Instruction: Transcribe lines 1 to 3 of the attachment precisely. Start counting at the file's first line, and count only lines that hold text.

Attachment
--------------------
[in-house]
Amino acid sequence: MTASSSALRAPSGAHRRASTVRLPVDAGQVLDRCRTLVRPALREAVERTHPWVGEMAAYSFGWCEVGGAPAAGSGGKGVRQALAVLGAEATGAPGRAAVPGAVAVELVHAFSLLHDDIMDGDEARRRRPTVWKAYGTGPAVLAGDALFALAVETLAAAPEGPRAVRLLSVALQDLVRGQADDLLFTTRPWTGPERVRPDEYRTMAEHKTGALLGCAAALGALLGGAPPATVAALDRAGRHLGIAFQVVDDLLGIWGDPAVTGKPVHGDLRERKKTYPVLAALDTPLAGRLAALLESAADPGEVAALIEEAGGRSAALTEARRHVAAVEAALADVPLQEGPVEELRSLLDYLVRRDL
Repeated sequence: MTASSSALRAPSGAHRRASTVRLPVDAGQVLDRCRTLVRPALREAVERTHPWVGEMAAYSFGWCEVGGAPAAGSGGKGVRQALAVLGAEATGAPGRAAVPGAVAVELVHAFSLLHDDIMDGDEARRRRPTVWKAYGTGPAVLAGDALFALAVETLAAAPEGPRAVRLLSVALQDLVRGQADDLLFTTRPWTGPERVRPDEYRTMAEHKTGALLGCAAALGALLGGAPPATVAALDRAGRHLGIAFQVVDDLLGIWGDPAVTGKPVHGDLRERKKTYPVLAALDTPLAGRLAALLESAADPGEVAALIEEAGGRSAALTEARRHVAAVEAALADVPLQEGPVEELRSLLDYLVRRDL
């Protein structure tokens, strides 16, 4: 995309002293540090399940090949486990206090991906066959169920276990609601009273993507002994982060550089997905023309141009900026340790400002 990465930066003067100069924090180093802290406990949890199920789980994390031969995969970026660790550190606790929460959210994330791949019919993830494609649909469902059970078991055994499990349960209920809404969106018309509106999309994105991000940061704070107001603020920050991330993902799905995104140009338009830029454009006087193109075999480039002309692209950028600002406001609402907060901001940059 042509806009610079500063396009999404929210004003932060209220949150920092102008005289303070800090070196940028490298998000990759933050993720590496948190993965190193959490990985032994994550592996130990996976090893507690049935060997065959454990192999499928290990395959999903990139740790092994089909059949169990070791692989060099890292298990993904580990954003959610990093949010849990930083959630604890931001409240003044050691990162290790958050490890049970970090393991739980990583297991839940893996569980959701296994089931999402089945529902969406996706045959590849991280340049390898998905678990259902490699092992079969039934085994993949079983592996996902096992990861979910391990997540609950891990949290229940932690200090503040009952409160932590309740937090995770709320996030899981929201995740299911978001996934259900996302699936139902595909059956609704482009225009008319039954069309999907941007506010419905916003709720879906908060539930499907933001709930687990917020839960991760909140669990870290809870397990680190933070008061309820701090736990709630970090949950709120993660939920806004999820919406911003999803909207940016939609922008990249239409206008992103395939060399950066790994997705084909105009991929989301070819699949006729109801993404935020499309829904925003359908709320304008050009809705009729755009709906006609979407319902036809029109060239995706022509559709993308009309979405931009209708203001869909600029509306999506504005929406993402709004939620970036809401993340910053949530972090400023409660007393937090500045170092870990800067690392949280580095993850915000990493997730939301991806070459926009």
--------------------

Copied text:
[in-house]
Amino acid sequence: MTASSSALRAPSGAHRRASTVRLPVDAGQVLDRCRTLVRPALREAVERTHPWVGEMAAYSFGWCEVGGAPAAGSGGKGVRQALAVLGAEATGAPGRAAVPGAVAVELVHAFSLLHDDIMDGDEARRRRPTVWKAYGTGPAVLAGDALFALAVETLAAAPEGPRAVRLLSVALQDLVRGQADDLLFTTRPWTGPERVRPDEYRTMAEHKTGALLGCAAALGALLGGAPPATVAALDRAGRHLGIAFQVVDDLLGIWGDPAVTGKPVHGDLRERKKTYPVLAALDTPLAGRLAALLESAADPGEVAALIEEAGGRSAALTEARRHVAAVEAALADVPLQEGPVEELRSLLDYLVRRDL
Repeated sequence: MTASSSALRAPSGAHRRASTVRLPVDAGQVLDRCRTLVRPALREAVERTHPWVGEMAAYSFGWCEVGGAPAAGSGGKGVRQALAVLGAEATGAPGRAAVPGAVAVELVHAFSLLHDDIMDGDEARRRRPTVWKAYGTGPAVLAGDALFALAVETLAAAPEGPRAVRLLSVALQDLVRGQADDLLFTTRPWTGPERVRPDEYRTMAEHKTGALLGCAAALGALLGGAPPATVAALDRAGRHLGIAFQVVDDLLGIWGDPAVTGKPVHGDLRERKKTYPVLAALDTPLAGRLAALLESAADPGEVAALIEEAGGRSAALTEARRHVAAVEAALADVPLQEGPVEELRSLLDYLVRRDL